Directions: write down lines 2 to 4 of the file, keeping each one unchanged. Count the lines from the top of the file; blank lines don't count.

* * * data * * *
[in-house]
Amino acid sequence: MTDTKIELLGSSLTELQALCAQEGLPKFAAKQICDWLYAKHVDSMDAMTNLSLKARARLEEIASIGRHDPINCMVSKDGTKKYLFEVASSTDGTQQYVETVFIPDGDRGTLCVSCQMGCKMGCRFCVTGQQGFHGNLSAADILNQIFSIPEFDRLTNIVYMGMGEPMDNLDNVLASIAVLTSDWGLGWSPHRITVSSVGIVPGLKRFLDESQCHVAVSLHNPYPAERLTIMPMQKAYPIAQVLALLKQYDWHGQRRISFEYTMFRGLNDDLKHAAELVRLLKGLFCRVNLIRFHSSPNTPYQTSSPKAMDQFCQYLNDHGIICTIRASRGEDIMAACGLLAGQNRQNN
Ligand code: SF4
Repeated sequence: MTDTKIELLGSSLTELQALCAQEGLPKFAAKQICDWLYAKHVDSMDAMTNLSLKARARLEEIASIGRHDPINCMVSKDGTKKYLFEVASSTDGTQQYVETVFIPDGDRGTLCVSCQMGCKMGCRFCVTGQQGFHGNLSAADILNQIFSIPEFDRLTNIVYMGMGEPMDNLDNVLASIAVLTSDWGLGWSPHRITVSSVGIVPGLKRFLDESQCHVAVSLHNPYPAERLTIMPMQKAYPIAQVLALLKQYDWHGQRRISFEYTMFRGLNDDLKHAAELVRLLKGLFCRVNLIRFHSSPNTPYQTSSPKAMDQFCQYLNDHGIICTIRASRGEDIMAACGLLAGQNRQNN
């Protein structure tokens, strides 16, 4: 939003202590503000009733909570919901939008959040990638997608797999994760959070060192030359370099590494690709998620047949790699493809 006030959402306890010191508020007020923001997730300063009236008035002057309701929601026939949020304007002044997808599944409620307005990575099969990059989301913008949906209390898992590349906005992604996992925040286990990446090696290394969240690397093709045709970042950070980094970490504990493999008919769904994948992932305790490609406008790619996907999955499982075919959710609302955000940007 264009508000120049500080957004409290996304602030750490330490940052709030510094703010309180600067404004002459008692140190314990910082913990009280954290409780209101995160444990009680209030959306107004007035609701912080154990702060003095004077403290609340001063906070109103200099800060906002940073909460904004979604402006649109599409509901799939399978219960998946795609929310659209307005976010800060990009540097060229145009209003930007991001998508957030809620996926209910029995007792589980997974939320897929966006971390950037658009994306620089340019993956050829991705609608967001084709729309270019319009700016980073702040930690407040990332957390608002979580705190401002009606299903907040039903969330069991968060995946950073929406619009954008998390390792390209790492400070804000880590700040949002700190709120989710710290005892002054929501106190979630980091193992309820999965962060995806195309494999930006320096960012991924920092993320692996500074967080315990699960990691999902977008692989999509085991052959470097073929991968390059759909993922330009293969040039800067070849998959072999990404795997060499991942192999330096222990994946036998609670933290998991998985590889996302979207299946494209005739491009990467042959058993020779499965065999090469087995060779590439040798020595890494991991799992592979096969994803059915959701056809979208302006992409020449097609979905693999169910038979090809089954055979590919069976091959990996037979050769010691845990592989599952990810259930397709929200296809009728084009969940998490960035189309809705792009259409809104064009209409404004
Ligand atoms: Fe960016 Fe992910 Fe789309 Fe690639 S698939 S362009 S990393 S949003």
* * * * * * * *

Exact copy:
Amino acid sequence: MTDTKIELLGSSLTELQALCAQEGLPKFAAKQICDWLYAKHVDSMDAMTNLSLKARARLEEIASIGRHDPINCMVSKDGTKKYLFEVASSTDGTQQYVETVFIPDGDRGTLCVSCQMGCKMGCRFCVTGQQGFHGNLSAADILNQIFSIPEFDRLTNIVYMGMGEPMDNLDNVLASIAVLTSDWGLGWSPHRITVSSVGIVPGLKRFLDESQCHVAVSLHNPYPAERLTIMPMQKAYPIAQVLALLKQYDWHGQRRISFEYTMFRGLNDDLKHAAELVRLLKGLFCRVNLIRFHSSPNTPYQTSSPKAMDQFCQYLNDHGIICTIRASRGEDIMAACGLLAGQNRQNN
Ligand code: SF4
Repeated sequence: MTDTKIELLGSSLTELQALCAQEGLPKFAAKQICDWLYAKHVDSMDAMTNLSLKARARLEEIASIGRHDPINCMVSKDGTKKYLFEVASSTDGTQQYVETVFIPDGDRGTLCVSCQMGCKMGCRFCVTGQQGFHGNLSAADILNQIFSIPEFDRLTNIVYMGMGEPMDNLDNVLASIAVLTSDWGLGWSPHRITVSSVGIVPGLKRFLDESQCHVAVSLHNPYPAERLTIMPMQKAYPIAQVLALLKQYDWHGQRRISFEYTMFRGLNDDLKHAAELVRLLKGLFCRVNLIRFHSSPNTPYQTSSPKAMDQFCQYLNDHGIICTIRASRGEDIMAACGLLAGQNRQNN